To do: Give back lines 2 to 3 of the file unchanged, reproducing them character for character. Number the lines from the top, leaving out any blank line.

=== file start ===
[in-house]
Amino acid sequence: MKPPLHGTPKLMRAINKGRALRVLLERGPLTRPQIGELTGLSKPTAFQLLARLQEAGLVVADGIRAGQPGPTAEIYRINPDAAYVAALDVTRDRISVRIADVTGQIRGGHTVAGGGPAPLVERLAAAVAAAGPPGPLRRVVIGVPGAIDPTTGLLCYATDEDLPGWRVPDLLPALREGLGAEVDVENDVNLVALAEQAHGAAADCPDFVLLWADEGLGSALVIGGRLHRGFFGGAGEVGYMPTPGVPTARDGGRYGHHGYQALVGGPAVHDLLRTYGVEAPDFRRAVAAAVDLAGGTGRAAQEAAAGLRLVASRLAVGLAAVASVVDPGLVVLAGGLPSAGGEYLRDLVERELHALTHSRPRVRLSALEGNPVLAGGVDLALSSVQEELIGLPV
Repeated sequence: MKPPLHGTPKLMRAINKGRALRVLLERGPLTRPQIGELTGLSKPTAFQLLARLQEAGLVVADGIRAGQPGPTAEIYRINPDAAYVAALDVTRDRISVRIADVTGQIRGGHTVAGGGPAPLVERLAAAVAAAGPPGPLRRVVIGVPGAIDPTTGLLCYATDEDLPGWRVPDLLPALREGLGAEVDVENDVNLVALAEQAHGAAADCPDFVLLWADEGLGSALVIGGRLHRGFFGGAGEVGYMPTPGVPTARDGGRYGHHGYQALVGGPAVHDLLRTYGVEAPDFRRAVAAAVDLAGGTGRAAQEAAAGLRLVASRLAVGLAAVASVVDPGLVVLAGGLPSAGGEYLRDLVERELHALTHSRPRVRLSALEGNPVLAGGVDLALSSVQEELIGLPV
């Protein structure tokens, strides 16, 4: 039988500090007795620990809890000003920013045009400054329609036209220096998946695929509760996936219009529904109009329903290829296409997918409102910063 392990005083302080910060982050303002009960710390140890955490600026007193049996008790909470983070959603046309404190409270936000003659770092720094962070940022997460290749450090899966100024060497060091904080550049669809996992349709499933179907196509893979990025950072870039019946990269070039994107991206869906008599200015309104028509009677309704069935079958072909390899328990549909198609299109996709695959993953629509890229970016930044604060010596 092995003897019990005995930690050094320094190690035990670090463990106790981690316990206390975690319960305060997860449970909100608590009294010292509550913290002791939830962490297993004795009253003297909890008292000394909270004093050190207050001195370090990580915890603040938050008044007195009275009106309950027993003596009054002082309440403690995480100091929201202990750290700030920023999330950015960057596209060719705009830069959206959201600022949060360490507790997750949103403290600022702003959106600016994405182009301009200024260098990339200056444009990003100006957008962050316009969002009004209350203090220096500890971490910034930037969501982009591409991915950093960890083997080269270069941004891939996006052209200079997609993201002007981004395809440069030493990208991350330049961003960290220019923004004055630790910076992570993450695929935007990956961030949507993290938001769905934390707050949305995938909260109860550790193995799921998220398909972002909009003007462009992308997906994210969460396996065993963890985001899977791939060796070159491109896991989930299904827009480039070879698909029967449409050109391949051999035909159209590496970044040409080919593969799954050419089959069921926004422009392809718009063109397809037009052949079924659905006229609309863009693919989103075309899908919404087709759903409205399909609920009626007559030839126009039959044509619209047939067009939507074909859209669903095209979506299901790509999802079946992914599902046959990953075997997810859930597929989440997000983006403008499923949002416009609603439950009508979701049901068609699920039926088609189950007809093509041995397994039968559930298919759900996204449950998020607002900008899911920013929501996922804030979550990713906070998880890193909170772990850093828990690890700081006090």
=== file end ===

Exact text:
Amino acid sequence: MKPPLHGTPKLMRAINKGRALRVLLERGPLTRPQIGELTGLSKPTAFQLLARLQEAGLVVADGIRAGQPGPTAEIYRINPDAAYVAALDVTRDRISVRIADVTGQIRGGHTVAGGGPAPLVERLAAAVAAAGPPGPLRRVVIGVPGAIDPTTGLLCYATDEDLPGWRVPDLLPALREGLGAEVDVENDVNLVALAEQAHGAAADCPDFVLLWADEGLGSALVIGGRLHRGFFGGAGEVGYMPTPGVPTARDGGRYGHHGYQALVGGPAVHDLLRTYGVEAPDFRRAVAAAVDLAGGTGRAAQEAAAGLRLVASRLAVGLAAVASVVDPGLVVLAGGLPSAGGEYLRDLVERELHALTHSRPRVRLSALEGNPVLAGGVDLALSSVQEELIGLPV
Repeated sequence: MKPPLHGTPKLMRAINKGRALRVLLERGPLTRPQIGELTGLSKPTAFQLLARLQEAGLVVADGIRAGQPGPTAEIYRINPDAAYVAALDVTRDRISVRIADVTGQIRGGHTVAGGGPAPLVERLAAAVAAAGPPGPLRRVVIGVPGAIDPTTGLLCYATDEDLPGWRVPDLLPALREGLGAEVDVENDVNLVALAEQAHGAAADCPDFVLLWADEGLGSALVIGGRLHRGFFGGAGEVGYMPTPGVPTARDGGRYGHHGYQALVGGPAVHDLLRTYGVEAPDFRRAVAAAVDLAGGTGRAAQEAAAGLRLVASRLAVGLAAVASVVDPGLVVLAGGLPSAGGEYLRDLVERELHALTHSRPRVRLSALEGNPVLAGGVDLALSSVQEELIGLPV